Support for Sir Derek Wanless's proposals for a new social care funding system is growing and attention is now shifting to cutting a £3.7bn benefits bill to help pay for it.
At a King's Fund conference last week, senior spokesmen from the Conservatives and Liberal Democrats backed Sir Derek's 'partnership model'. This would entitle all service users to a minimum free package of care while the cost of the full optimum package is shared between the state and individual.
Care minister Ivan Lewis said he wanted a progressive and fair system that was 'affordable'. 'We have to be very honest with people about the trade-offs,' he said.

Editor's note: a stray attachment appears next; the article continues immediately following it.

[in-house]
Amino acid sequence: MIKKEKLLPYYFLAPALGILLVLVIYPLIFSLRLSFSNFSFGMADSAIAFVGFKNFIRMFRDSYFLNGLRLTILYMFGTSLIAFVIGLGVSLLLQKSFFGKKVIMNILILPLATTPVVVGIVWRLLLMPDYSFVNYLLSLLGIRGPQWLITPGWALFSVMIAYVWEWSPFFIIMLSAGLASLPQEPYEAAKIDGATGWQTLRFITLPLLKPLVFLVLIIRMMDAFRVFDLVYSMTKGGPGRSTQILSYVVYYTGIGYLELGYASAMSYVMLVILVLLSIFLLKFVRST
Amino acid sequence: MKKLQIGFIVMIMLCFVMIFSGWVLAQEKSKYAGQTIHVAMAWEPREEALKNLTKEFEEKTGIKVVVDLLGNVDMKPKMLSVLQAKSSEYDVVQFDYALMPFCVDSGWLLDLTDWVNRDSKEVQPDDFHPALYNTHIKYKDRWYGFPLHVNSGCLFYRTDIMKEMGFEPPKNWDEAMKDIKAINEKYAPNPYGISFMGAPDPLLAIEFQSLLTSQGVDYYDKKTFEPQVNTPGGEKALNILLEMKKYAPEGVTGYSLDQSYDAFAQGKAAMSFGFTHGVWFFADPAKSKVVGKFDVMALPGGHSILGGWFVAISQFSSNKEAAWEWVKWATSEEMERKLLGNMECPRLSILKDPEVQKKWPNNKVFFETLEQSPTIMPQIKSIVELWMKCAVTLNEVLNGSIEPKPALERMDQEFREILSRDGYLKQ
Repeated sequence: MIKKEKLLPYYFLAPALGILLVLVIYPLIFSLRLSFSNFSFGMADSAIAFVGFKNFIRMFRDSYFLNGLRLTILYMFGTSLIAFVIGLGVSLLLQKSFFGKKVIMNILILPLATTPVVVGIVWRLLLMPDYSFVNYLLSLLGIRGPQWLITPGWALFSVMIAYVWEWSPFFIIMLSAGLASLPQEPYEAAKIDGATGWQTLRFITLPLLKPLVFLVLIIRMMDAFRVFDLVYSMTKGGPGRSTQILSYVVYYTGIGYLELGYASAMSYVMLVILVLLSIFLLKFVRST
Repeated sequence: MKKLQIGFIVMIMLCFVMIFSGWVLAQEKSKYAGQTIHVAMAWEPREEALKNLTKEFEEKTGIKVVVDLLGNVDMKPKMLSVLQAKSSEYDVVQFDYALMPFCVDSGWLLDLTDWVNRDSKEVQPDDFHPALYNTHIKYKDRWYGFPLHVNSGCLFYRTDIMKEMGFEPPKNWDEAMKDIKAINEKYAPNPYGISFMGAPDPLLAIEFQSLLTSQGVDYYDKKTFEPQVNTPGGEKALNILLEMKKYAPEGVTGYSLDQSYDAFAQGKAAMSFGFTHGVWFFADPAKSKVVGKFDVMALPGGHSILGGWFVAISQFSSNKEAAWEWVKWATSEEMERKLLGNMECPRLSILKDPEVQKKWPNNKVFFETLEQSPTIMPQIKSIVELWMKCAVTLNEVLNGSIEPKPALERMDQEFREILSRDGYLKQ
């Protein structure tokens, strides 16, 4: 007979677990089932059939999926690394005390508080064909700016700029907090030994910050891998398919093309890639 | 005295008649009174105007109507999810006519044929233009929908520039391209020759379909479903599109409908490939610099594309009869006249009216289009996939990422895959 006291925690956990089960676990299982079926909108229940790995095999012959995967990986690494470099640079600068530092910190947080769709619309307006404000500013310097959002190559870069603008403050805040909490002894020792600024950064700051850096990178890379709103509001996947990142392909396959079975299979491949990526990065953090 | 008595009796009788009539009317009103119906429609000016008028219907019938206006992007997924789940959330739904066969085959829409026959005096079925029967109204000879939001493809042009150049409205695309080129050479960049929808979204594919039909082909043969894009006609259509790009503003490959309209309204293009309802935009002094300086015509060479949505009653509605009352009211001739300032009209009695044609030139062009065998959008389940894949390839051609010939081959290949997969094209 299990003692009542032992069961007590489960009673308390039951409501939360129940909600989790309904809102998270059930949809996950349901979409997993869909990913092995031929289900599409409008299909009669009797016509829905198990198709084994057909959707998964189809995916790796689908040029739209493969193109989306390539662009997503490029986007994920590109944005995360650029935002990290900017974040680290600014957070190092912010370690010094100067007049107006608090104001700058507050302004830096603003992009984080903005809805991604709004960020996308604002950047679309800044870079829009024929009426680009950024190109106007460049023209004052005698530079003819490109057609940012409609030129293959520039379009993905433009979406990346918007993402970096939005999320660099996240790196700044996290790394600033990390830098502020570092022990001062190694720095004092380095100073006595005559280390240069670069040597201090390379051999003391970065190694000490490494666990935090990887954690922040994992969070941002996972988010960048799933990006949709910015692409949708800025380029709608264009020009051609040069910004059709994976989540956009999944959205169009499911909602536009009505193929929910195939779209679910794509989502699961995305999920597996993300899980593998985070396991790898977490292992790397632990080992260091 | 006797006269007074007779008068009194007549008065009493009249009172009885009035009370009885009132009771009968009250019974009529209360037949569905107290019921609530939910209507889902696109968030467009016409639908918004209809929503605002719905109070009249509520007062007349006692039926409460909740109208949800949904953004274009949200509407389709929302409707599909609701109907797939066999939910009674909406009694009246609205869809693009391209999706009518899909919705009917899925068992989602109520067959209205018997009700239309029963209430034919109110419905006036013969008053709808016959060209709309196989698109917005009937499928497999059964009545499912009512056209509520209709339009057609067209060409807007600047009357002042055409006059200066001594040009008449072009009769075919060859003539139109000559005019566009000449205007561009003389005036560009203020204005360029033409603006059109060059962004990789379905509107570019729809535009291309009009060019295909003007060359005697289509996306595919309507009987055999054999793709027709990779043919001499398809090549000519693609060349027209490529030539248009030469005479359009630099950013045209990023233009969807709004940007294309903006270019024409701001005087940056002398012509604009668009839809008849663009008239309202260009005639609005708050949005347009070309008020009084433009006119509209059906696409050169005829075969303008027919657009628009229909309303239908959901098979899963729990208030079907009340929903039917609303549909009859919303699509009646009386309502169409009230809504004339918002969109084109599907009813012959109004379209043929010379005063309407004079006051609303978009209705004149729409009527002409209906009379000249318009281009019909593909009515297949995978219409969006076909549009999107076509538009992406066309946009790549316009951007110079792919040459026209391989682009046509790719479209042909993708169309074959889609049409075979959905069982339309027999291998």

One 'trade-off' may be cuts in a range of benefits paid to around 1.5 million disabled over-65s which cost£3.7bn, the conference heard. Attendance allowance and disability living allowance benefits are needs but not means tested. Sir Derek suggested money might be better spent on social care for older people, going much of the way to supplying the£4.3bn his proposals would cost.
Asked about the proposal, Mr Lewis admitted: 'We don't have anywhere near enough evidence as to the impact of the attendance allowance or indeed on how that money on the whole is spent.'
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